Thursday, June 25, 2009

While the planet burns ...


On Friday, the Congress will vote on an "energy" bill, known usually by the names of its writers and House legislative managers, Waxman-Markey. It aims to reduce or at least cap carbon emissions, the driver of global warming. It's been negotiated near to death and many believe it's become close to useless, except symbolically. Here's a smorgasbord of opinions.

As with health care reform, I don't claim to understand all the policy minutiae embedded in these matters, but I am interested in the politics. Here's Matt Yglesias on why our Congresscritters can't see their way to even reduce climate change, much less combat it.

...there's really no getting around the fact that the best feasible legislative outcome isn't good enough according to the climate science. What we're left with is essentially the hope for an iterative process -- a flawed bill that makes progress helps spur a productive meeting in Copenhagen helps spur some kind of bilateral deal with China which helps create the conditions for further domestic legislation. I think this is the best idea anyone has, but it's a pretty dicey proposition. Bottom line is that to get a better bill you need a situation wherein a non-trivial number of Republicans are willing to contemplate emissions reductions. Faced with uniform Republican support for untrammeled pollution, the only viable legislative path involves buying off every Democrat.

In theory, we're this big-brained animal that has survived and thrived because it outwitted its potential competitors for the role of dominant species on the planet.

How come we're so dumb?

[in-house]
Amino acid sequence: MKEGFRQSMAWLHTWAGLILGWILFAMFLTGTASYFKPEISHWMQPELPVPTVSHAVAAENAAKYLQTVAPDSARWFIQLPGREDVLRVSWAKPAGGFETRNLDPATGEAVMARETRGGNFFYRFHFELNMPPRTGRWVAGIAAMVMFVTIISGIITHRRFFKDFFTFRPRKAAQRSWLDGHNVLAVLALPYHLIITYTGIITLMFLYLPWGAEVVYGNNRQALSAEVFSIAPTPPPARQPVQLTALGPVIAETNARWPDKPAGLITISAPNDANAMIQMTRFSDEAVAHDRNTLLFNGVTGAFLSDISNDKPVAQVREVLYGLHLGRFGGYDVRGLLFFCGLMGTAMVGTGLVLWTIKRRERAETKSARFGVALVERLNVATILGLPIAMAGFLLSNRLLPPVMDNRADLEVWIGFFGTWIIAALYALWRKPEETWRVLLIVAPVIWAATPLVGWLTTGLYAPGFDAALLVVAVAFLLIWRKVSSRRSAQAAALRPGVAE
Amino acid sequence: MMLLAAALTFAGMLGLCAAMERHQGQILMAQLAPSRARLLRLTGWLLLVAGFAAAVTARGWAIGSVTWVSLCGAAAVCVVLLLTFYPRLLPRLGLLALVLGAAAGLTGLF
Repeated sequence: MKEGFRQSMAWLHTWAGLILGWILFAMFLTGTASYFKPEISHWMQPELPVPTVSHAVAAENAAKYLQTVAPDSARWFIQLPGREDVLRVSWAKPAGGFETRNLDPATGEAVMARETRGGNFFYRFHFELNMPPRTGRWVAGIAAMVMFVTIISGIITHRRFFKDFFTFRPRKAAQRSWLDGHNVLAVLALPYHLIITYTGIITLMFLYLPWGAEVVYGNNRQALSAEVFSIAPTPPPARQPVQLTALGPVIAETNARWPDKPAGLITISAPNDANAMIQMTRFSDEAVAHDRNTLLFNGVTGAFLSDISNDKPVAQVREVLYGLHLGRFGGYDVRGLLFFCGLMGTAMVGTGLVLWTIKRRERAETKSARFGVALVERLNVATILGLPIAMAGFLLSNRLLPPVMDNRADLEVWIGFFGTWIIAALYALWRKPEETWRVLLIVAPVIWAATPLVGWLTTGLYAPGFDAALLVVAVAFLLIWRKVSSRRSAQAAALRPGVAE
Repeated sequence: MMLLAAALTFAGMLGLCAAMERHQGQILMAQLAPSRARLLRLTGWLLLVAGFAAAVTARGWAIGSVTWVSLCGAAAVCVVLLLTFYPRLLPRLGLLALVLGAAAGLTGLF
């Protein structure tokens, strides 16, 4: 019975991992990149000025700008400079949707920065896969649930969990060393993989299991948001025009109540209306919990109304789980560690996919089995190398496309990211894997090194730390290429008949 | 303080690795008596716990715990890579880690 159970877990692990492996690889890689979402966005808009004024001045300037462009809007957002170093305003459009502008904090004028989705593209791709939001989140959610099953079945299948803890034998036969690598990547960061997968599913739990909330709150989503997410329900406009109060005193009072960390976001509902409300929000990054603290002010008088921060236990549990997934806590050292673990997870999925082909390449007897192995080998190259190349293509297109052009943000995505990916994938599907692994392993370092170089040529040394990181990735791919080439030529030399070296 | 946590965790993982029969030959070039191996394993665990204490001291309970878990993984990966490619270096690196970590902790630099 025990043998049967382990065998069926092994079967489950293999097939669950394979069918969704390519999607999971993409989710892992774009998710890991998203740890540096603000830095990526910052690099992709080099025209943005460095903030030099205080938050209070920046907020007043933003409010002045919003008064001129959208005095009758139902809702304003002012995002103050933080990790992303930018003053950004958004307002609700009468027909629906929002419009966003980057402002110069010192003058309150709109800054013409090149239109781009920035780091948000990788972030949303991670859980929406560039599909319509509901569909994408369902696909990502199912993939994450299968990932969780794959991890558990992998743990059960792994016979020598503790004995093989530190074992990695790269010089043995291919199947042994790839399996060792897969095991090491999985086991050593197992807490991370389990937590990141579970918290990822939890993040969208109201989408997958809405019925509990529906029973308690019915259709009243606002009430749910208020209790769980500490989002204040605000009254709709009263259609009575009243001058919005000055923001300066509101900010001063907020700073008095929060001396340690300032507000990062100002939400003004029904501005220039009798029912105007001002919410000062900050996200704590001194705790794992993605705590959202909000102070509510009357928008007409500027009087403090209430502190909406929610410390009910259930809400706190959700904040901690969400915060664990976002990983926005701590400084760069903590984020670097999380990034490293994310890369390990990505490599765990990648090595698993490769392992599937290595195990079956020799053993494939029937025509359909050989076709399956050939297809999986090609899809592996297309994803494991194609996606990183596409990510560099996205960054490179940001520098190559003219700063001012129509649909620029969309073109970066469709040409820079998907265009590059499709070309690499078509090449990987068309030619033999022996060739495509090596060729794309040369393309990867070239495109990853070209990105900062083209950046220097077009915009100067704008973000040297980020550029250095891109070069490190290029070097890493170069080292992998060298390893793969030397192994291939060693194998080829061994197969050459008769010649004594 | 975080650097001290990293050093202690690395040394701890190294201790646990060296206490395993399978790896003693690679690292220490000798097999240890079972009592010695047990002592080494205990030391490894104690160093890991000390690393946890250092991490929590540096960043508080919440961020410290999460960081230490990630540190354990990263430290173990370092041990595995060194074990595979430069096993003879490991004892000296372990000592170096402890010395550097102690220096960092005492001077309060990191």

***
Via Andrew Leonard, I hear that Berkeley has ended its program to use biofuels in city vehicles as an anti-carbon pollution measure because growing all that corn makes for more CO2 releases than using everyday gas.

Not so dumb.
***
Via the Washington Post, I see that most of us think the government should step up to the task of controlling climate damage.

Three-quarters of Americans think the federal government should regulate the release into the atmosphere of greenhouse gases from power plants, cars and factories to reduce global warming, according to a new Washington Post-ABC News poll, with substantial majority support from Democrats, Republicans and independents.

This is beginning to look like the healthcare reform debate: three quarters of us want the government to do its job -- a few law makers just want to keep their contributions from the bad guys and perhaps serve their local interests at the expense of most people.

Meanwhile, where's Obama on all this? His people understand the science, even if Congress doesn't/won't.

1 comment:

Darlene said...

It isn't that the policymakers are dumb; it's that they are greedy. They care more about the money coming into their re-election campaigns than what is good for the planet or for people.

Maybe we, the people, should get back on our platforms to try and change the way our obscenely costly elections are held. Until then, no sensible legislation will pass.

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